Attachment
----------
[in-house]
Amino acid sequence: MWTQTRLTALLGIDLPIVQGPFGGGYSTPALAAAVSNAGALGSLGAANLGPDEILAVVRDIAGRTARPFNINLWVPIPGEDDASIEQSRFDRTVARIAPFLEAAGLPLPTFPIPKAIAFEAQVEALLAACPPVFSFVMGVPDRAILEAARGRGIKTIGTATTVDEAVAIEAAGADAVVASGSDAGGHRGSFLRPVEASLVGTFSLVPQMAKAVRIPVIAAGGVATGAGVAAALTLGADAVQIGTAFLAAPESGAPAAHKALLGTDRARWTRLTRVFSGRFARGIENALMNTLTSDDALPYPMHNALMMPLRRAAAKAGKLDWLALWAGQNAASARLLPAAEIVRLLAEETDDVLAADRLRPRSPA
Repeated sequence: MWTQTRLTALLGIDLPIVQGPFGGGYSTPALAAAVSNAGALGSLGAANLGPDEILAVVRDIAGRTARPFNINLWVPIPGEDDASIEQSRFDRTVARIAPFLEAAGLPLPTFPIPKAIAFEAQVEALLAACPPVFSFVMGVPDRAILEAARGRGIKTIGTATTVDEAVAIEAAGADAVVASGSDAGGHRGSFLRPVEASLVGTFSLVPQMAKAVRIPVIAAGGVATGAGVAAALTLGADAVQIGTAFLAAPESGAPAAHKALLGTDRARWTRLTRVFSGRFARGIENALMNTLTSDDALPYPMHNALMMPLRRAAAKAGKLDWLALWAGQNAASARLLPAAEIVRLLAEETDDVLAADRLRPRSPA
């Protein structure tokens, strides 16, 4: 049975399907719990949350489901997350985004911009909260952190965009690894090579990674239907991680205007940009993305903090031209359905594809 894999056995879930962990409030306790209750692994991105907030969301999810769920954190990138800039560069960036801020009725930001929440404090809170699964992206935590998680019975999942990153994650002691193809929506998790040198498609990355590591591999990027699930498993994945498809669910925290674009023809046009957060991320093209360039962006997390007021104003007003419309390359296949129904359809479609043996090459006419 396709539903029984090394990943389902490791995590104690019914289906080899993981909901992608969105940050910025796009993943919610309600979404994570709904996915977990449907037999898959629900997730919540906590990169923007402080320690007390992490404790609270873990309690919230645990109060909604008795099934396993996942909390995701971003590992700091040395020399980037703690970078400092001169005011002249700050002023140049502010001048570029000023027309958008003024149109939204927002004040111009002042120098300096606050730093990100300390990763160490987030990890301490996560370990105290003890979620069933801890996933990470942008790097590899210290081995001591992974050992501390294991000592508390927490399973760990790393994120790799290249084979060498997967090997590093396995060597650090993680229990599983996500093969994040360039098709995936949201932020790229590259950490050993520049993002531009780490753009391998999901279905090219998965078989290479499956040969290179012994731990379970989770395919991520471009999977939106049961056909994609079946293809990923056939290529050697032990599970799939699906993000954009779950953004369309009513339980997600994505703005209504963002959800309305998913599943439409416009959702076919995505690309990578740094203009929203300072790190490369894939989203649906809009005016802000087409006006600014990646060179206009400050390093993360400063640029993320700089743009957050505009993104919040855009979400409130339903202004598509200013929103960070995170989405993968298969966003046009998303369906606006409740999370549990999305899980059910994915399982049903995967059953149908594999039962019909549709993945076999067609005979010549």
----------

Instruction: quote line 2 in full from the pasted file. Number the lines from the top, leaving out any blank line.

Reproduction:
Amino acid sequence: MWTQTRLTALLGIDLPIVQGPFGGGYSTPALAAAVSNAGALGSLGAANLGPDEILAVVRDIAGRTARPFNINLWVPIPGEDDASIEQSRFDRTVARIAPFLEAAGLPLPTFPIPKAIAFEAQVEALLAACPPVFSFVMGVPDRAILEAARGRGIKTIGTATTVDEAVAIEAAGADAVVASGSDAGGHRGSFLRPVEASLVGTFSLVPQMAKAVRIPVIAAGGVATGAGVAAALTLGADAVQIGTAFLAAPESGAPAAHKALLGTDRARWTRLTRVFSGRFARGIENALMNTLTSDDALPYPMHNALMMPLRRAAAKAGKLDWLALWAGQNAASARLLPAAEIVRLLAEETDDVLAADRLRPRSPA